Yeah, modern selective or “traditional” breeding uses completely novel methods of introducing diversity (including artificial mutagens), is done by exactly the kind of megacorps you are concerned about, and has less oversight or regulatory control than GMOs.
> So it's not "waay more random" as it has way more limited scope
No, it is way more random than inserting a known gene at a known location, and verifying he product in the ways done with modern GMOs. And the scope of genetic change in any one product is greater than in a GMO, not more limited.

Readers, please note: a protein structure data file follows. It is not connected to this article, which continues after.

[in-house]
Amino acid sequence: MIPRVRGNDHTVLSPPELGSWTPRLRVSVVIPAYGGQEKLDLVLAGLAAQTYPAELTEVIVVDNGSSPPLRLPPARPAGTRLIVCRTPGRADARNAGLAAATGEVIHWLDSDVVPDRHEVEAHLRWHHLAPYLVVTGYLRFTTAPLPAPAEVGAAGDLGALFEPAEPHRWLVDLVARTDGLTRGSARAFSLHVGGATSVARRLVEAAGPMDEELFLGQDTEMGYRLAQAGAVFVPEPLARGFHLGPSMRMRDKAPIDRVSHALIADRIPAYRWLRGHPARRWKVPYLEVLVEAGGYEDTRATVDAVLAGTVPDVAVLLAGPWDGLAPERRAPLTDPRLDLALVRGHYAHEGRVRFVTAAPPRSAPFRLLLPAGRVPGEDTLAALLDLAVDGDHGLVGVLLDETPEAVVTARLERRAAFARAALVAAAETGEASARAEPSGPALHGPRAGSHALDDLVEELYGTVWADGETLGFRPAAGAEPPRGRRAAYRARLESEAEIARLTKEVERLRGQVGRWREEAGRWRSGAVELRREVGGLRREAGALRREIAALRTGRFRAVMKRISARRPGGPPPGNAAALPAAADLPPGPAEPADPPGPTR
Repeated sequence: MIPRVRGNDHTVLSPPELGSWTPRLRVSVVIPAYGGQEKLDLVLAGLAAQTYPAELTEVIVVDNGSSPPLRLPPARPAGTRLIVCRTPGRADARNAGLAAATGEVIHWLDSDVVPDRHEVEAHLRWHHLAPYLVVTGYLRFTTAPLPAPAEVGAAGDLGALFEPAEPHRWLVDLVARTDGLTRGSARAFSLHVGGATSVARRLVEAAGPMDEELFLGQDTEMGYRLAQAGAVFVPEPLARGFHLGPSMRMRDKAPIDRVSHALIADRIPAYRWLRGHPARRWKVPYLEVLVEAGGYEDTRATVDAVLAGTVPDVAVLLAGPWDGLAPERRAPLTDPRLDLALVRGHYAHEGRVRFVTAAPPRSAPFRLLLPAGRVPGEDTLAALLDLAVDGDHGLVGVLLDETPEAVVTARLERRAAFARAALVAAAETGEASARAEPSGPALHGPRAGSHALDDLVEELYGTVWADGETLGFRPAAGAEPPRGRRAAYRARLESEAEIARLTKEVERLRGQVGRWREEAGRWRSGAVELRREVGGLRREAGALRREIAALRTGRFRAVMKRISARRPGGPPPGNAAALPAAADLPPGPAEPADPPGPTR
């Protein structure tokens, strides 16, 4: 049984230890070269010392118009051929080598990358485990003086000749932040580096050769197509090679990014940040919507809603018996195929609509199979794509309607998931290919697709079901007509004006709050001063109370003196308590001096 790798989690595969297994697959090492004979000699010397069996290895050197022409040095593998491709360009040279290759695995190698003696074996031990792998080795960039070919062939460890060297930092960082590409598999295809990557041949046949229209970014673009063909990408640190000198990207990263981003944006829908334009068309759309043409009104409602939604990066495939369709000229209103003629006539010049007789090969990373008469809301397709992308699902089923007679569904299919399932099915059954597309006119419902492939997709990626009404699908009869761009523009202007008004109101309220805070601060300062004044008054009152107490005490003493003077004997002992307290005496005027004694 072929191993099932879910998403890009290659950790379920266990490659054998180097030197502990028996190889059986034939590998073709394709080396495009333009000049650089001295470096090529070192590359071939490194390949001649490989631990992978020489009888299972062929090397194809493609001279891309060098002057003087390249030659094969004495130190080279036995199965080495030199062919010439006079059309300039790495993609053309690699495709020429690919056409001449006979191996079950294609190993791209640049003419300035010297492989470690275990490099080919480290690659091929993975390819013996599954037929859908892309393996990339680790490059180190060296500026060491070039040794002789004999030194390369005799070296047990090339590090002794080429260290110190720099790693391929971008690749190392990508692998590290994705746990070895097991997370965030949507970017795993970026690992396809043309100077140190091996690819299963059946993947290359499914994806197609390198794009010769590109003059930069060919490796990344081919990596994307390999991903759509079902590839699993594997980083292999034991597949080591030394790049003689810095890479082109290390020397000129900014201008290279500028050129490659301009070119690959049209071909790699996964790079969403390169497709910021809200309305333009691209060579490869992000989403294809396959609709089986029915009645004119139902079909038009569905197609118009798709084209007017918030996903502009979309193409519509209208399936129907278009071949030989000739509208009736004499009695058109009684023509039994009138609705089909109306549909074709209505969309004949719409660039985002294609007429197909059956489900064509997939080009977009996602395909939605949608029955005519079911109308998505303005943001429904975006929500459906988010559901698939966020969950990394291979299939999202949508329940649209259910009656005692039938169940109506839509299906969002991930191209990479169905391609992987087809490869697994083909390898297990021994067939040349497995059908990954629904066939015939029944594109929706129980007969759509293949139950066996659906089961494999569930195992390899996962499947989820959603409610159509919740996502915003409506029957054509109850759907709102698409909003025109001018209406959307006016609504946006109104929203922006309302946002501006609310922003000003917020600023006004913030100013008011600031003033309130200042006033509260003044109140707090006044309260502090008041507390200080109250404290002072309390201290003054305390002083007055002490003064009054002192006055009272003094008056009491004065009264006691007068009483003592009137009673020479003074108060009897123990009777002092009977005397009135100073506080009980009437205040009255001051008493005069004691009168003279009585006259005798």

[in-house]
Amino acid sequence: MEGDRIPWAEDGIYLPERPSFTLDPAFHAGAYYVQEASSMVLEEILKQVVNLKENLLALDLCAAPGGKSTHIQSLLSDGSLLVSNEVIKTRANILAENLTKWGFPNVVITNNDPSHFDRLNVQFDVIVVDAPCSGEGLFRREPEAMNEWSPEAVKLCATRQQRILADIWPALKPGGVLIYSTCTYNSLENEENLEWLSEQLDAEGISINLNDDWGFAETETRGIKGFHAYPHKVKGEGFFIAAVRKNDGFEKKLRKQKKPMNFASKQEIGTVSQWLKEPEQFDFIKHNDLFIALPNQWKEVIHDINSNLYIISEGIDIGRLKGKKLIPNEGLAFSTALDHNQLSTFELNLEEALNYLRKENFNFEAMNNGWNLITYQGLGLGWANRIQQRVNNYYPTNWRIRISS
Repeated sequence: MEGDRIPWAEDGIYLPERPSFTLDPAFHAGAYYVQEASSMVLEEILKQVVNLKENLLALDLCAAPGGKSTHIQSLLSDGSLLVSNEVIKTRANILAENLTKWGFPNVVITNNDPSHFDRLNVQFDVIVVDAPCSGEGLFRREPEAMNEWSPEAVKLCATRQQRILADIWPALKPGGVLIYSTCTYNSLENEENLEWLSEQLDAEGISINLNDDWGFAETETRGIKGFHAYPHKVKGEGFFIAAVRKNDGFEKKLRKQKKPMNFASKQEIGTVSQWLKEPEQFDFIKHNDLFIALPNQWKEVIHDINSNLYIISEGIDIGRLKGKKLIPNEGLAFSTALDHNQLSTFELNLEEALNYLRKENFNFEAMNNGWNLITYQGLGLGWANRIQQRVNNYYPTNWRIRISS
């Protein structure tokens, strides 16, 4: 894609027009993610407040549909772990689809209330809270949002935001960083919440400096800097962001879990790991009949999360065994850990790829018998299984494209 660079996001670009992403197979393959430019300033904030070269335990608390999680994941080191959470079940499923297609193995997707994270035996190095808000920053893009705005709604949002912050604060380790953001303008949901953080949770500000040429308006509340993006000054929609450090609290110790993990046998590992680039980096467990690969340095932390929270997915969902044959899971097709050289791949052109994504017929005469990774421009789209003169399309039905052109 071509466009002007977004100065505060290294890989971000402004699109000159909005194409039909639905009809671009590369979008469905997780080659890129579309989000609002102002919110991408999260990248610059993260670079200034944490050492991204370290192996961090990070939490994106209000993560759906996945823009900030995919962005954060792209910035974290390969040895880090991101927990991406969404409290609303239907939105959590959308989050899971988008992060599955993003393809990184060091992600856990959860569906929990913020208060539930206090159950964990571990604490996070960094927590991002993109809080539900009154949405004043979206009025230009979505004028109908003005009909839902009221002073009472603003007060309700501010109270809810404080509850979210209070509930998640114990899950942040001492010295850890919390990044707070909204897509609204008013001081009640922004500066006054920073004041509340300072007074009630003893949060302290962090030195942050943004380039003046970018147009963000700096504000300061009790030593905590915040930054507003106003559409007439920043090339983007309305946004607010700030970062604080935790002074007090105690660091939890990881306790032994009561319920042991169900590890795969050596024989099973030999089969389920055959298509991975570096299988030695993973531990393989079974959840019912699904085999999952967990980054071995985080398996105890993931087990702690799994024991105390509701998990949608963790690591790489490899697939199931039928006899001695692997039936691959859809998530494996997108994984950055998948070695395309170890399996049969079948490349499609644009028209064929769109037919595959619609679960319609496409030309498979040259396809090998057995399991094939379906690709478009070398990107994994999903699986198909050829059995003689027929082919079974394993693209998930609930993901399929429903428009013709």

My wife works in ag biotech, and has worked on both transgenic (GMO) and non-transgenic platforms.
> But it's like comparing playing with lego bricks to playing with creating stuff at the molecule level.
A less imperfect analogy might be that it's like comparing writing code by hand with a reasonably comprehensive test suite with making random bit flips to machine code until it passes a much more limited test suite. And just to be clear, the latter is the non-GM option.